The Nuclear Receptor ESRRA Protects from Kidney Disease by Coupling Metabolism and Differentiation
Poonam Dhillon, Jihwan Park, Carmen Hurtado Del Pozo, Lingzhi Li, Tomohito Doke, Shizheng Huang, Juanjuan Zhao, Hyun Mi Kang, Rojesh Shrestra, Michael S Balzer, Shatakshee Chatterjee, Patricia Prado, Seung Yub Han, Hongbo Liu, Xin Sheng, Pieterjan Dierickx, Kirill Batmanov, Juan P Romero, Felipe Prósper, Mingyao Li, Liming Pei, Junhyong Kim, Nuria Montserrat, Katalin Susztak
Kidney disease is poorly understood because of the organ's cellular diversity. We used single-cell RNA sequencing not only in resolving differences in injured kidney tissue cellular composition but also in cell-type-specific gene expression in mouse models of kidney disease. This analysis highlighted major changes in cellular diversity in kidney disease, which markedly impacted whole-kidney transcriptomics outputs. Cell-type-specific differential expression analysis identified proximal tubule (PT) cells as the key vulnerable cell type.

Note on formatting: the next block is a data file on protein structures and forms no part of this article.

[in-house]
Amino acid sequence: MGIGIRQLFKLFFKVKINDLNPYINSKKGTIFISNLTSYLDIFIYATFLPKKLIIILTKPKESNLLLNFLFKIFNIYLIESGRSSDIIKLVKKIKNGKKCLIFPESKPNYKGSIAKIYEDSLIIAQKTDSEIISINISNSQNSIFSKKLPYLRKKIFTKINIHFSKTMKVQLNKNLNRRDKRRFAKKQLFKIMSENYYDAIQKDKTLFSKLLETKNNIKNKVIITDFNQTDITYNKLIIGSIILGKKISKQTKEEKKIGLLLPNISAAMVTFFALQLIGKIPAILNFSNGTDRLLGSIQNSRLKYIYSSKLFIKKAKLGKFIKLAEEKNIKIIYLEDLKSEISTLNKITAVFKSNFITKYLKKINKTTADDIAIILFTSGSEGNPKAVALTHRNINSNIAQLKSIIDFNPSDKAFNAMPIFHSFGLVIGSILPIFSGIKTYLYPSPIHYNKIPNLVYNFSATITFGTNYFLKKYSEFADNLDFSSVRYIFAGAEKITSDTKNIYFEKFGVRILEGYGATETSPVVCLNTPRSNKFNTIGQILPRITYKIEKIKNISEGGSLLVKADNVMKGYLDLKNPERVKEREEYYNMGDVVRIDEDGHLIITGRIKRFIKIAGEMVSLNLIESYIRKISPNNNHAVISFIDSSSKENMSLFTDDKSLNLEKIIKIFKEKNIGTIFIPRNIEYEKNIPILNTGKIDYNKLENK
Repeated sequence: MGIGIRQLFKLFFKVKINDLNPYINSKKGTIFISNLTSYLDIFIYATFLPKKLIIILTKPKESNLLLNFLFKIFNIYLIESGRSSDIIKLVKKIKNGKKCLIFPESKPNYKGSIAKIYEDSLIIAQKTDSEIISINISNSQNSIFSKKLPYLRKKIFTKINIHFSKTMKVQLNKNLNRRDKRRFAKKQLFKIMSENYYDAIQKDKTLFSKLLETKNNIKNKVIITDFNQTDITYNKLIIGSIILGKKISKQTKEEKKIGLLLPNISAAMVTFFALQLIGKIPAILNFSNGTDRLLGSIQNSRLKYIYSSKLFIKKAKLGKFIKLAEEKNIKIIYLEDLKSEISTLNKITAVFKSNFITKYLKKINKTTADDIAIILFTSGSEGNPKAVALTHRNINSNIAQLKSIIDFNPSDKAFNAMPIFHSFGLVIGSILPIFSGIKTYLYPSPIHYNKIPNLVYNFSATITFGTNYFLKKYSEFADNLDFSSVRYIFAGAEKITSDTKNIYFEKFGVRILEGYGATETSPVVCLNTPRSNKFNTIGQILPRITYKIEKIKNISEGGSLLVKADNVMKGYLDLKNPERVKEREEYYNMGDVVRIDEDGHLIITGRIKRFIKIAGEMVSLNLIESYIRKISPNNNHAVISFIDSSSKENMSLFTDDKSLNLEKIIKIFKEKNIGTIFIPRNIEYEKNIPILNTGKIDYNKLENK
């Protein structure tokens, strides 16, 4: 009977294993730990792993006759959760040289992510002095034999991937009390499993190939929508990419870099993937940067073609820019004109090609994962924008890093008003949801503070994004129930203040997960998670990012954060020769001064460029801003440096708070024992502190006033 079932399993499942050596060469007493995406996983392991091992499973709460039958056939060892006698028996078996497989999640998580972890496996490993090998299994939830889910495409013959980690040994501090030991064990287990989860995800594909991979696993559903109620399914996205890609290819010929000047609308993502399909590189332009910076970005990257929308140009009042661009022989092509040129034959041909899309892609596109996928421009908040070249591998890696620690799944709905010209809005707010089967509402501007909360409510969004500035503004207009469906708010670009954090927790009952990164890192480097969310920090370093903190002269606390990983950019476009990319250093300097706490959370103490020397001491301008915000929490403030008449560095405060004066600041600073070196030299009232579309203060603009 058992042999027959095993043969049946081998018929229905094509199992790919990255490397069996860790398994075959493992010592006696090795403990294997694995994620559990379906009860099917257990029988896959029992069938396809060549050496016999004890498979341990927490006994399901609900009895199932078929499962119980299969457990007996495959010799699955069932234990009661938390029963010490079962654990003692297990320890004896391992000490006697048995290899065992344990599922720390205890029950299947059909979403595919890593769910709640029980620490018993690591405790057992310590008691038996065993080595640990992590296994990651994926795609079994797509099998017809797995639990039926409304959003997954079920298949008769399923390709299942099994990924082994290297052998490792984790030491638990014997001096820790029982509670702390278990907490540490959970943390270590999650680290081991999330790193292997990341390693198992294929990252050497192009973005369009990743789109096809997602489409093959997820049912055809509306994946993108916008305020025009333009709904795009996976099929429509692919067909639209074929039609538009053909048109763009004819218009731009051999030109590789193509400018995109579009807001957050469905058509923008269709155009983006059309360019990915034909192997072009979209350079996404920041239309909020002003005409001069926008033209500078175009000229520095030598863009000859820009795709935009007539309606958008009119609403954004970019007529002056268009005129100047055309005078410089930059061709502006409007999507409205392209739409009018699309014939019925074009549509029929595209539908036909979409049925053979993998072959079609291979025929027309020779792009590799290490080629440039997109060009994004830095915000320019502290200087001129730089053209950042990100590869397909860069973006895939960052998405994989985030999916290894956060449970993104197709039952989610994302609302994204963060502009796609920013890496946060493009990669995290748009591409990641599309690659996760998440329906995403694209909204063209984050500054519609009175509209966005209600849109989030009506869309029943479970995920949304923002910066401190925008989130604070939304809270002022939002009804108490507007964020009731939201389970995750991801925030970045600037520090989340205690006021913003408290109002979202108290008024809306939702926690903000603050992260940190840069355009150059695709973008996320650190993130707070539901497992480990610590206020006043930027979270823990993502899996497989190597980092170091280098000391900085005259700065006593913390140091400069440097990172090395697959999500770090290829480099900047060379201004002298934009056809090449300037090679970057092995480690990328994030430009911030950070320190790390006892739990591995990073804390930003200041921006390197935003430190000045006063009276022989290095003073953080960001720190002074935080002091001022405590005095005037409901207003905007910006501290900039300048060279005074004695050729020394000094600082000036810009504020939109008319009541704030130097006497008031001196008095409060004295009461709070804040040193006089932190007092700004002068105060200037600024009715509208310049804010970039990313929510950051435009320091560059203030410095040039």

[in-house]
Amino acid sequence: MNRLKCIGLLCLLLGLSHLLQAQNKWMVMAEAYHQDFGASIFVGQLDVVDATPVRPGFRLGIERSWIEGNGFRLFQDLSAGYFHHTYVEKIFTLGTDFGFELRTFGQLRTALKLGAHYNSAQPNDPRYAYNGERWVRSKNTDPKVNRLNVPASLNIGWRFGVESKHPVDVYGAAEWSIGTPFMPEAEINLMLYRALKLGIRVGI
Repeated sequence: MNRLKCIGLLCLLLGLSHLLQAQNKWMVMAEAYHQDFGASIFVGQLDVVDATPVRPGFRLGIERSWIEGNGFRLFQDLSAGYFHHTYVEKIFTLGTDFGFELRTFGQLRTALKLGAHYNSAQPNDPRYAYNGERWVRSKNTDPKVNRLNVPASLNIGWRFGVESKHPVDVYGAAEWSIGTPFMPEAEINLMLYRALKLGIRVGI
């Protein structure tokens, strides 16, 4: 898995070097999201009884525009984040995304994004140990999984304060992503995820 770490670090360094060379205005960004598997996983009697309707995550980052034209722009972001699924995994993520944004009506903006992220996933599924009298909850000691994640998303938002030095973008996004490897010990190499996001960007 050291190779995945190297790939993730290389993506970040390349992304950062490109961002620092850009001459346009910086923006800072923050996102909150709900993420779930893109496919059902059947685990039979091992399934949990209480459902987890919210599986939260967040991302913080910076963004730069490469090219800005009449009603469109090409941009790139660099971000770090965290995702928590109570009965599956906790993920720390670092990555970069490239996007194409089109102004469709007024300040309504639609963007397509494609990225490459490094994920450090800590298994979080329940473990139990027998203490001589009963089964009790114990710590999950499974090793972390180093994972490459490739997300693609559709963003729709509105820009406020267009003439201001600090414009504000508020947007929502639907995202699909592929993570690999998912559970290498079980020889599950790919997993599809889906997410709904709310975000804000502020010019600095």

Through unbiased cell trajectory analyses, we show that PT cell differentiation is altered in kidney disease. Metabolism (fatty acid oxidation and oxidative phosphorylation) in PT cells showed the strongest and most reproducible association with PT cell differentiation and disease. Coupling of cell differentiation and the metabolism was established by nuclear receptors (estrogen-related receptor alpha [ESRRA] and peroxisomal proliferation-activated receptor alpha [PPARA]) that directly control metabolic and PT-cell-specific gene expression in mice and patient samples while protecting from kidney disease in the mouse model.